We have, with only a few exceptions, entirely abandoned our old heritage of Christian education. (By "We", I include the Lutheran churches descending from the Missouri Synod and the old Synodical Conference). Here is what I think happened: First, as the State subsumed the role of educator, parents by and large gave up their personal responsibility to teach their children the Word of God. This left a gap that was filled by the Sunday school. Second, the understanding and practice of doctrine of the Office of the Ministry began to erode. These two fronts of spiritual weather eventually met and created the perfect storm.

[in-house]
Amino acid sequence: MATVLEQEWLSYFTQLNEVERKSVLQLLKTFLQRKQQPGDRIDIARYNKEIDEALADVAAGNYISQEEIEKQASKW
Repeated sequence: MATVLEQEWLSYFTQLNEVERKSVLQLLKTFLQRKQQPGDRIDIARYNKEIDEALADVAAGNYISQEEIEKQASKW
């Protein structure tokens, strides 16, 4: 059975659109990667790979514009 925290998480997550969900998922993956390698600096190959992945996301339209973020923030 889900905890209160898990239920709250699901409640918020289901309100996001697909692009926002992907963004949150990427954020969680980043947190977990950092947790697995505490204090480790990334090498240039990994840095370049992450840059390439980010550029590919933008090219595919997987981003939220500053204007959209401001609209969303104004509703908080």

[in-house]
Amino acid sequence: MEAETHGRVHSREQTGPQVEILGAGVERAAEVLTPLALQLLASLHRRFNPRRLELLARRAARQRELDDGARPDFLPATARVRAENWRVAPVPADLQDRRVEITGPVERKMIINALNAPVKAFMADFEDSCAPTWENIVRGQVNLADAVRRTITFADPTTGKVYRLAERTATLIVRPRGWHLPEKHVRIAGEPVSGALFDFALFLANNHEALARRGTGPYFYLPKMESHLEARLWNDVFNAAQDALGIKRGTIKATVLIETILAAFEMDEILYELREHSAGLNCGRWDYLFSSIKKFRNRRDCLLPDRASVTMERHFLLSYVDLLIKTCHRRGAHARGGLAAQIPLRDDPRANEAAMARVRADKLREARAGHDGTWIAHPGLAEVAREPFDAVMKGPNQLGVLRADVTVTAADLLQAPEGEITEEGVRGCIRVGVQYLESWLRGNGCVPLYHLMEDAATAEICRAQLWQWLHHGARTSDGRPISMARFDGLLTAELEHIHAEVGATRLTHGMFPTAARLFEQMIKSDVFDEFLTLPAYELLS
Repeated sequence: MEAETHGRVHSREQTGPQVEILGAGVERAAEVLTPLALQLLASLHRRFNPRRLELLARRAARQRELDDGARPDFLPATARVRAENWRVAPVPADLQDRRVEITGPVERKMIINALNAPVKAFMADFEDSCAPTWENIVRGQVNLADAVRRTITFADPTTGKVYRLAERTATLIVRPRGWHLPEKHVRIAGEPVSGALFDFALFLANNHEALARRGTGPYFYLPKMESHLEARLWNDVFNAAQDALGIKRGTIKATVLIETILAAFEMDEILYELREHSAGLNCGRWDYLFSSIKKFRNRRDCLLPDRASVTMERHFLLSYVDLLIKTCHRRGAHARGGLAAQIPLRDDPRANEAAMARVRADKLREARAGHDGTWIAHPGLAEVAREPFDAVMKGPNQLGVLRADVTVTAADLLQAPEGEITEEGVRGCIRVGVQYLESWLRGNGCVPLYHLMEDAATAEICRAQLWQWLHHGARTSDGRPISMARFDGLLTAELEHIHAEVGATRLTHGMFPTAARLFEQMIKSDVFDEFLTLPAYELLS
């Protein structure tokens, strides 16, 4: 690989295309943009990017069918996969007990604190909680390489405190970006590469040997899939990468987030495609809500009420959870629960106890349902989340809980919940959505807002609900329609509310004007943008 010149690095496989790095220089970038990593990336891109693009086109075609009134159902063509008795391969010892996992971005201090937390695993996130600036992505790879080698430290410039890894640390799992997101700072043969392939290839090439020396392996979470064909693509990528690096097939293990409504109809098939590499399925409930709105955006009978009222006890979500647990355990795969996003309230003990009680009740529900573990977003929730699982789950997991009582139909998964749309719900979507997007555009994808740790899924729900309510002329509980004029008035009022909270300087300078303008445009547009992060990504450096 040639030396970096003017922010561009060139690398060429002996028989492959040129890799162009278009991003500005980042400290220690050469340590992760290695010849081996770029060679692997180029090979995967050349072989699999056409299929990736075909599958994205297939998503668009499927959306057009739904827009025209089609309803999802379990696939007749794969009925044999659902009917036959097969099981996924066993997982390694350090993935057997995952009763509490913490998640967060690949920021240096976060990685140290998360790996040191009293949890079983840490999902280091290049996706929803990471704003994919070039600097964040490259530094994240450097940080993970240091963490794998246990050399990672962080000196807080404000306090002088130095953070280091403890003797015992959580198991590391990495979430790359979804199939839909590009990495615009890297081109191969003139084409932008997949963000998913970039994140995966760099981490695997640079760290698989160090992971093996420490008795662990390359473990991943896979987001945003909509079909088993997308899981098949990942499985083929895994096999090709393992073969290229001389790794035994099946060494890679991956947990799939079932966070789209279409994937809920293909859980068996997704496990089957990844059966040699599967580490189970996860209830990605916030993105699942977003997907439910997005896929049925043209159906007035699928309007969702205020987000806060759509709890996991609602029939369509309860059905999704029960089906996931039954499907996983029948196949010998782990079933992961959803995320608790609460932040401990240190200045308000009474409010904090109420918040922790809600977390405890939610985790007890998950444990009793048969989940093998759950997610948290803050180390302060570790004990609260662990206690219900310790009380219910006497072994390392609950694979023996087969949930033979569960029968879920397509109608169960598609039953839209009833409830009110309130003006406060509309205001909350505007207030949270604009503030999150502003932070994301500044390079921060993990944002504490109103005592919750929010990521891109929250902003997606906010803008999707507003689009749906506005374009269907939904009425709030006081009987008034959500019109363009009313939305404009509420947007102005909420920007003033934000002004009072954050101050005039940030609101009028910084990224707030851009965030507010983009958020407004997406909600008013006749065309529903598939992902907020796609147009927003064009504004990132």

In those churches which had a strong understanding of the office of the ministry, where the Pastor took personal responsibility for the theological instruction of the whole flock, he also took great care to make sure that what was taught both in the homes by the parents, and in the Sunday schools by the teachers, was faithful to the Word of God. Parents then were just as lazy as parents are now. The only difference is that then the pastor, as a rule, actually participated in the home life of the family by teaching the parents to use the catechism at home, and read the Scriptures to their children. I think of Walther's instruction for pastoral home visits where the pastor asks the father to bring "the books" out, namely, the Bible, Catechism, such things as they were using for devotions, the Confessions, etc. He then had opportunity to discuss with the parents how they instructed the children, and was able to correct bad practices and make helpful suggestions. If necessary, he could admonish them for neglecting their duties, or for teaching from poor (read that "Reformed") material.